9. >>I'm not a fan of leasing because even with perfect information, there is still room for manipulation. Ask yourself why dealers are so motivated to lease a car over selling them. It has nothing to do with moving units, the margin is higher (source:Finance mgr at a prestigious Dallas dealer) because they can be more creative with YOUR money.<< Interesting stuff but I don't think it's entirely true. They can only manipulate you if you don't know what 's involved in a lease calculation and you don't keep track of the cap cost through every part of the process but other than that a lease deal is no different than buying. The margins are not higher, they pay a fixed cost for the cars and finance them from Porsche just like you would, albeit at wholesale (thus the need to sell them). They only make a higher margin if you give it to them. Essentially, they can only manipulate you if you go into a dealership uninformed. This applies to both buying and leasing. Financing is no different at a dealer for purchasing or buying. You're simply financing part of the car vs. all of the car. You can deduce the interest rate from a money factor very easily (MF (expressed as a decimal x 2400). Just don't let them talk to you about a rate of 3 like it means 3%. The thing that should be illegal is that they don't have to give you the best rate if they don't want (even if it's available to you) when you're buying or leasing, this is why it's essential to have your own financing, one less number for them to fudge but they can only make money on the financing if you finance through the car maker (Porsche) who, ironically may have the best rates.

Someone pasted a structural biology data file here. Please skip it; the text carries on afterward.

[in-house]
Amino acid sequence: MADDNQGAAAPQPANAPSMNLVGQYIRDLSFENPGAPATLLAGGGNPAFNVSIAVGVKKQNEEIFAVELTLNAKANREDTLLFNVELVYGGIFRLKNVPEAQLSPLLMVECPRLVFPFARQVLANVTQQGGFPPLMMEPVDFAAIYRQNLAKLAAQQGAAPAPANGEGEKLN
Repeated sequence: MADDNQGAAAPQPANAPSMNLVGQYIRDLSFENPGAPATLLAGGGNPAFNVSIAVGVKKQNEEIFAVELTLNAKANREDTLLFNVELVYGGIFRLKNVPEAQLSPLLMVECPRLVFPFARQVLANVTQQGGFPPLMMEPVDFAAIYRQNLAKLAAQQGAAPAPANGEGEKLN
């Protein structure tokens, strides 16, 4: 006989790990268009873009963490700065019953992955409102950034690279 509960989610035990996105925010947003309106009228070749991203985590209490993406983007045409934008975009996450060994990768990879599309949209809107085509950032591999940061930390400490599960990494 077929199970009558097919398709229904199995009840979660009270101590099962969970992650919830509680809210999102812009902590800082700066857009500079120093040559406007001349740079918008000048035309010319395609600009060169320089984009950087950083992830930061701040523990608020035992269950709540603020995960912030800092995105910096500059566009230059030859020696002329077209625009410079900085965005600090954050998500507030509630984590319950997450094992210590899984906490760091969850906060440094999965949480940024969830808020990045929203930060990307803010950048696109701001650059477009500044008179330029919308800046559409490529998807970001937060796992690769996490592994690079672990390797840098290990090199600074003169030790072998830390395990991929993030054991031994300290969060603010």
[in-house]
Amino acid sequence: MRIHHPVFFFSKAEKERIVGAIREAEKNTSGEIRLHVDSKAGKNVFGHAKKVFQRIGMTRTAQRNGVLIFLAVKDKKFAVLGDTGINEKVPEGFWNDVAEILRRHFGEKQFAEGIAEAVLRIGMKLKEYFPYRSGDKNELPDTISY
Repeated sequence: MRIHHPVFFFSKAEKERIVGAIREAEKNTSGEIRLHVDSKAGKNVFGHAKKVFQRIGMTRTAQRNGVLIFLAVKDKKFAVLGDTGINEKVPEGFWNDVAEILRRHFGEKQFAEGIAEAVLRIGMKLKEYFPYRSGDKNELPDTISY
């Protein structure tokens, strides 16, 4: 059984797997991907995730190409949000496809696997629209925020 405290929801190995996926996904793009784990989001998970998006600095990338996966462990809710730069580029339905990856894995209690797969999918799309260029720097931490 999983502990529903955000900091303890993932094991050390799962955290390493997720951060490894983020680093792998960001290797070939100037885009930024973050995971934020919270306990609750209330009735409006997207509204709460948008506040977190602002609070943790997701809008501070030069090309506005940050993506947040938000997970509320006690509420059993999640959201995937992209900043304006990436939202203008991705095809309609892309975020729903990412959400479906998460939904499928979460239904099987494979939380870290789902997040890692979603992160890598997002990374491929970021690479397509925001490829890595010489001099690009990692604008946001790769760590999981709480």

10. sunracer Dealer may prefer you lease for several reasons, one being that you'll be back in 3 years and hopefully get another car from them and another being that they will most likely be able to sell your return for above payoff. He may have just been being straight with you and recommended leasing due to the depreciation you incur Your car may never need service. Major service I would put at 3k or more. The only reason to mention this is that everytime you need expensive service you are adding cost to an already depreciated asset and value plummets even further. Porsche parts, though they are made to last, are also made for peformance and if you drive it for performance, you take a bigger toll on the parts. Impossible to tell if/when they'll go out. Some finance companies (I know Porsche does) include Gap Insurance on your lease as well. Though this isn't total replacement, it covers any gap between the value of the car at time of an accident and what you owe on it (which is important since it is estimated that most cars lose as much as 20-30% of their value after 3 months).